Some of the practical things that you do when someone dies have changed because of the ongoing coronavirus situation. For the latest information, please contact us and we will guide you through the process.
When to register a death
This must be done within five days in England, Wales and Northern Ireland and within eight days in Scotland.
Weekends and Bank Holidays count within these periods. It is possible tha the registrar agrees to extend this period, or if the death has been referred to the coroner. If the death has been referred to the coroner, you will need to wait for them to give you permission before you can register the death.
Registering a death does not cost anything. You will need to pay to get copies of the official death certificate. Many organisations, such as banks and insurance companies, will want an original of the certificate, so make sure that you order enough.
How to register a death
The registration process is slightly different depending on how the person passed and where you live. You should always try and register the death with the registrar closest to the region where the person passed. You Funeral Director will be able to provide you wit the contact details.
Many registration offices will only see someone by appointment - this is the case with those based in East Sussex. It will usually take around 30 minutes for the registration of the death.
The local registration offices covering the Wealden and surrounding area are:
At the moment you are not expected to visit a registration office. You will make an appointment for the registrar to perform the registration over the telephone. Please make sure that you provide a call back number that will have good reception when the call back occurs.
Who can register a death
Most deaths will be register by the next of kin, or a close family member. If for some reason this can not be performed by a family member, it can be registered by the following people:
- Someone who was present at the death
- The person's executor or other legal representative
- An owner or occupier of the part of the building where the death took place if they are aware of the death
- The person arranging the funeral
- The funeral director
If any any doubt you should contact the registry office.
What you'll need to register a death
If you're registering the death you must have the medical certificate of cause of death to hand. The GP or hospital doctor through bereavement department will give this to you.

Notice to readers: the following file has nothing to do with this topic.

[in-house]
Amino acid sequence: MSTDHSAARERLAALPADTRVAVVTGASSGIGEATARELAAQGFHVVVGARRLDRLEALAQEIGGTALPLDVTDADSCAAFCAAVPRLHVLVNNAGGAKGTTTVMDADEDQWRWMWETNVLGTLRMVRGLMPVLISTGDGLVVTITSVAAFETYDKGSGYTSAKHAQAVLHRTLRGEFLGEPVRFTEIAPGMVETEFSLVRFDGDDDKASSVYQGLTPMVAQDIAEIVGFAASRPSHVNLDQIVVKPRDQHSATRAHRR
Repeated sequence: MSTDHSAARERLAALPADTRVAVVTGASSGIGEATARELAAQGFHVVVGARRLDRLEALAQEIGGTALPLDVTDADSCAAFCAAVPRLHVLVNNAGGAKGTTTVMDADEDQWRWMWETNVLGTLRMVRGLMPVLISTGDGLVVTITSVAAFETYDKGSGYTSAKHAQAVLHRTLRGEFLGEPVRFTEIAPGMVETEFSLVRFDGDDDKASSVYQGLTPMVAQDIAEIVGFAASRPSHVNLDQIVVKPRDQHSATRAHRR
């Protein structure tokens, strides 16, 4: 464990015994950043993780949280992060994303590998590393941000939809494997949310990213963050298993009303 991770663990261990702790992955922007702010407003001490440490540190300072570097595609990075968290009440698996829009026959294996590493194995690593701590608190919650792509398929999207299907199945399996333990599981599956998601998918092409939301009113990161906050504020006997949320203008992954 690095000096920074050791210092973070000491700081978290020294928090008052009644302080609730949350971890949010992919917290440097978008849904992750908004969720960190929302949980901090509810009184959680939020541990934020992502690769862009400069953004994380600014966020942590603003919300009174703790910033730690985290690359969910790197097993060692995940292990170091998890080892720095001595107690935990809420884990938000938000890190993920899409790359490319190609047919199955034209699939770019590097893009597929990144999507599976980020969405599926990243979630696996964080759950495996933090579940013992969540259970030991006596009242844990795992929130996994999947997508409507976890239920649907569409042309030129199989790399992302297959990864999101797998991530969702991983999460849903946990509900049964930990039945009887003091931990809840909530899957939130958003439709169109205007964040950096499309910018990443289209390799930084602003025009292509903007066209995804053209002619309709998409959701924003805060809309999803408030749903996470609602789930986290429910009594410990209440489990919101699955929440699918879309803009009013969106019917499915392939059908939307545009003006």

You should also try to find the person's:
- birth and marriage or civil partnership certificate
- NHS medical card
- proof of their address, such as a utility bill
- documents relating to government pension or allowances
- driving licence
Don't worry of you cant find these documents - you'll still be able to register the death without them. The registrar will want to know:
- the person's full name (at the time of their death)
- any other names that the person used (eg a birth or married name)
- their date and place of birth, including the town and county of they were born in the UK, or just the country of they were born abroad
- their last address
- their occupation, or last occupation if retired
- the full name of their husband, wife or civil partner, of they've died
- details of any state pension or other state benefit they were receiving
Forms you will get from the registrar
The registrar will issue two documents:
- A Certificate for Burial and Cremation. This is often known as the green certificate or form. It gives permission for the body to be buried or for an application for cremation to be made, and you should give this to the funeral director.
- A Certificate for Registration of Death (form BD8). This is also called a death certificate. You’ll need this to deal with the person’s affairs if they were getting a pension or benefits.
You should think carefully about how many of these you order. A number of organisations such as banks, insurance companies, premium bonds and pension providers will want to see an original of the form. Whilst they will eventually return them, it could delay processing the estate if you do not have an original for each of them